Ukraine shuts down last reactor at Europe's largest nuclear plant following Kakhovka dam collapse

Five reactors at Zaporizhzhia nuclear plant are already in a state of cold shutdown

Zaporizhzhia Nuclear Power Plant (File) Russian military vehicles escort a motorcade transporting the IAEA expert mission while leaving the Zaporizhzhia Nuclear Power Plant in the course of Ukraine-Russia conflict | Reuters

Ukraine's nuclear agency has put the last reactor at the Zaporizhzhia Nuclear Power Plant on cold shutdown as a precautionary measure to avoid any catastrophic incident due to the collapse of Kakhovka dam. The plant reportedly draws water from the dam for its cooling plant. 

“The last reactor was put into cold shutdown on Thursday,” Energoatom, the Ukrainian nuclear agency said in a statement late Friday, adding that other factors in the decision included shelling near the site which has damaged overhead lines connecting the plant to Ukraine's energy system.

Energoatom said that there was no direct threat to the Zaporizhzhia plant due to the breach of the Kakhovka dam further down the Dnieper River, which has forced thousands of people to flee flooding and also sharply reduced water levels in a reservoir used to help cool the facility.

Russian forces continued pummeling the country with missiles and drones overnight, with Ukrainian officials reporting at least four deaths and damage to a military airfield.

Five out of six reactors at the Zaporizhzhia Nuclear Power Plant, which is occupied by Russian forces, are already in a state of cold shutdown, in which all control rods are inserted into the reactor core to stop the nuclear fission reaction and generation of heat and pressure.

With all nuclear reactions stopped, temperatures and pressure inside reactors gradually decline, reducing the required intensity of water cooling of the radioactive fuel. This is a nuclear power plant's safest operating mode. Energoatom employees are still working at the power plant, although it remains controlled by the Russians.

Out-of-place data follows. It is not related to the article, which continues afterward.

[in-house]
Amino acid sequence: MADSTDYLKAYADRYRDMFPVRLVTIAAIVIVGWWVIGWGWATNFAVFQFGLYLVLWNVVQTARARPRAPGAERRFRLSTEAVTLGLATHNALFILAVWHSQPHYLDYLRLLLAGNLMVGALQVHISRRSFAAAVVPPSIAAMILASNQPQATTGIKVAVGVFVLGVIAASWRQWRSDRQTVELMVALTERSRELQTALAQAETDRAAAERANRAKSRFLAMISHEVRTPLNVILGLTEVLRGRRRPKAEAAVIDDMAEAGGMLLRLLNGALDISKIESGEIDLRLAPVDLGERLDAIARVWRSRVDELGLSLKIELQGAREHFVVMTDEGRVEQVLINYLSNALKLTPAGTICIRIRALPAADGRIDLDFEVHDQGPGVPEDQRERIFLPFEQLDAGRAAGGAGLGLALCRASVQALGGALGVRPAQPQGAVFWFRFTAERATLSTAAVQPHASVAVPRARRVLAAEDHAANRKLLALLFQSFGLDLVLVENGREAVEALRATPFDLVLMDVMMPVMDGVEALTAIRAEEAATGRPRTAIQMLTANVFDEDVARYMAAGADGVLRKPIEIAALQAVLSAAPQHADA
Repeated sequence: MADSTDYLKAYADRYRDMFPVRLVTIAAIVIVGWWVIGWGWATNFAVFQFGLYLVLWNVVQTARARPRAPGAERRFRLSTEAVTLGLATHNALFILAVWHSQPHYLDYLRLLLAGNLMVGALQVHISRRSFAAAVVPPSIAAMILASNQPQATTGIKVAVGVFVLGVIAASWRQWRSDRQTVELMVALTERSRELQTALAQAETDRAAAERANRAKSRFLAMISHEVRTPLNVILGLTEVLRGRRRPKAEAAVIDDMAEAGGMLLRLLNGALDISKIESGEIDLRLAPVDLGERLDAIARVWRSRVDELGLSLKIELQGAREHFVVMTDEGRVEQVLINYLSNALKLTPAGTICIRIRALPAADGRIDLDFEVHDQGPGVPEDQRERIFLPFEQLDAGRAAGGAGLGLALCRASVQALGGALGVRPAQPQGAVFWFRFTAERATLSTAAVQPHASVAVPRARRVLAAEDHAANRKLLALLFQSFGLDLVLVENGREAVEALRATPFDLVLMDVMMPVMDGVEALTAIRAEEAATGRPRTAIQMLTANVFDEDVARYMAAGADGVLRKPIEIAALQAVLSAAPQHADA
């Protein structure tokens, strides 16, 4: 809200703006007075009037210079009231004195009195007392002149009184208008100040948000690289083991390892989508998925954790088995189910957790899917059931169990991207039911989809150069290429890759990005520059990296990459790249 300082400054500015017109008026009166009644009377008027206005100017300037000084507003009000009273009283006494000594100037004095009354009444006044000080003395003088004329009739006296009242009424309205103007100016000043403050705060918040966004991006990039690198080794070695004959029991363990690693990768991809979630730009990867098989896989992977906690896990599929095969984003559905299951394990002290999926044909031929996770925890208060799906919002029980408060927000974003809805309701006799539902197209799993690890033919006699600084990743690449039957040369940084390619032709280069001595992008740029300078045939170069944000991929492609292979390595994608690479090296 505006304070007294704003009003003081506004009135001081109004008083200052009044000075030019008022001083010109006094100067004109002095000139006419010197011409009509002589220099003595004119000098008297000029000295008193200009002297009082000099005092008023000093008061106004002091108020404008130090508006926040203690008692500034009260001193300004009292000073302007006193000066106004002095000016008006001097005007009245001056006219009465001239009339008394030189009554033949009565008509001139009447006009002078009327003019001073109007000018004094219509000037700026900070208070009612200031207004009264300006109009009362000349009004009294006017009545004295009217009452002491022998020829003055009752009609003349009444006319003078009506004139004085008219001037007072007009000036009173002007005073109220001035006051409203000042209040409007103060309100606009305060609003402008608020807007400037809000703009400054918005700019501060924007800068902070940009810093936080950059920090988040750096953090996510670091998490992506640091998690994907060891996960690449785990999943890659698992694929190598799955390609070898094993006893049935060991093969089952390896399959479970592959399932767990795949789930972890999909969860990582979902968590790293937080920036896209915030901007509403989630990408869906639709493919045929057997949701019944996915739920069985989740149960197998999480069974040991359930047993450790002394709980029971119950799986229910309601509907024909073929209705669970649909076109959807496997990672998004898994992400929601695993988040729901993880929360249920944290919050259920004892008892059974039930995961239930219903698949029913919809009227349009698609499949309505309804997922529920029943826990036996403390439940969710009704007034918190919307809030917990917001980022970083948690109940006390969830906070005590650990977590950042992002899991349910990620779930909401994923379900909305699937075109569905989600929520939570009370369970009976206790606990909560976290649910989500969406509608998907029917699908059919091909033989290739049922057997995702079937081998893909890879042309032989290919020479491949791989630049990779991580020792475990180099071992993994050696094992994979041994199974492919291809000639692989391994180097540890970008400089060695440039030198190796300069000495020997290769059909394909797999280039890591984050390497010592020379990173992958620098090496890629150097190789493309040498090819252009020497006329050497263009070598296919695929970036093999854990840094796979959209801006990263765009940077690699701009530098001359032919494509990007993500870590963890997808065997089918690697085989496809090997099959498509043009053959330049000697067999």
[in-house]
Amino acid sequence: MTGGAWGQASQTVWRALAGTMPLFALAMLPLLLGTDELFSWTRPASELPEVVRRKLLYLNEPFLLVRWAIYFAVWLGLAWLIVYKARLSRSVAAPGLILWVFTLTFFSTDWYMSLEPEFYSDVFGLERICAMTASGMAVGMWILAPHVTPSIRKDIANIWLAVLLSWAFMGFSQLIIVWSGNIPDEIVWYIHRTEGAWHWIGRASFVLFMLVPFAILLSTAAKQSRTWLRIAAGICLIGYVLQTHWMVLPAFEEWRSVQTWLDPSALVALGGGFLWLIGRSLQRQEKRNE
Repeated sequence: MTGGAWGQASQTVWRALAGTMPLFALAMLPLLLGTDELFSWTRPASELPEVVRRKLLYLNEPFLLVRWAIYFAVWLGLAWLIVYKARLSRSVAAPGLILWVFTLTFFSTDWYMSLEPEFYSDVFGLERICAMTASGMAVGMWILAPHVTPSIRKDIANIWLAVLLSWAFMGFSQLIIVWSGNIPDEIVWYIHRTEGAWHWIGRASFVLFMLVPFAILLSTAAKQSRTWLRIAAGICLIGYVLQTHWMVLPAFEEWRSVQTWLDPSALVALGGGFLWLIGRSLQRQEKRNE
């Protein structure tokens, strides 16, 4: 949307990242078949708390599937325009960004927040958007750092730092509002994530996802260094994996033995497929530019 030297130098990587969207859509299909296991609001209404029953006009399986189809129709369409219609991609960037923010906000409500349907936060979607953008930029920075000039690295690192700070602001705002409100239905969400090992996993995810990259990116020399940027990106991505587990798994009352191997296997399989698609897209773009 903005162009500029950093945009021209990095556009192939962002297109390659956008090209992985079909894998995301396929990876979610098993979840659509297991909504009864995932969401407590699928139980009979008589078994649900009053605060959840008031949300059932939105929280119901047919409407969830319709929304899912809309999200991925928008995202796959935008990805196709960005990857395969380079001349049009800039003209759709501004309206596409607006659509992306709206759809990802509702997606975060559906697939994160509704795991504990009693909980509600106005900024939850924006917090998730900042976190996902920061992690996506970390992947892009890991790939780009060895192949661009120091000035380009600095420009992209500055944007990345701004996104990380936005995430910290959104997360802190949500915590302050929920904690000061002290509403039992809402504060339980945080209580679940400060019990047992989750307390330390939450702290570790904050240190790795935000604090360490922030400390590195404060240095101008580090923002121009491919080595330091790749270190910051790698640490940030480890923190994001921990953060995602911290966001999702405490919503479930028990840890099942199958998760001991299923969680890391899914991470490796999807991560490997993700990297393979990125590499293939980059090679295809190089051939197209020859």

The site's power units have not been operating since September last year. The head of the International Atomic Energy Agency is due to visit Ukraine in the coming days. 

Analysts and Russia say that Ukraine has launched a counteroffensive in southern Ukraine, potentially aiming to retake territory near the plant.

In a statement on Friday, IAEA said the agency will provide vital assistance to Ukraine in coping with the devastating consequences of dam disaster. 

“Through the use of nuclear techniques, we will determine the effects on potable water, human health, and soil and water management and assess the integrity of critical infrastructure. Ukraine can count on our assistance now and in dealing with the longer-term consequences of this disaster,” IAEA Director General Rafael Mariano Grossi said.

“It remains unclear at what height the Kakhovka reservoir will stabilize and whether it will do so before it reaches a level where the pumps can no longer be operated,” Grossi added. Grossi alternate resources for water for cooling plant have sufficient water storage. 

“Even if there is no short-term threat, the dam disaster is causing major new difficulties for the Zaporizhzhia nuclear power plant at a time when the nuclear safety and security situation is already extremely fragile and potentially dangerous during the military conflict,” Grossi said. 

(With PTI inputs.)

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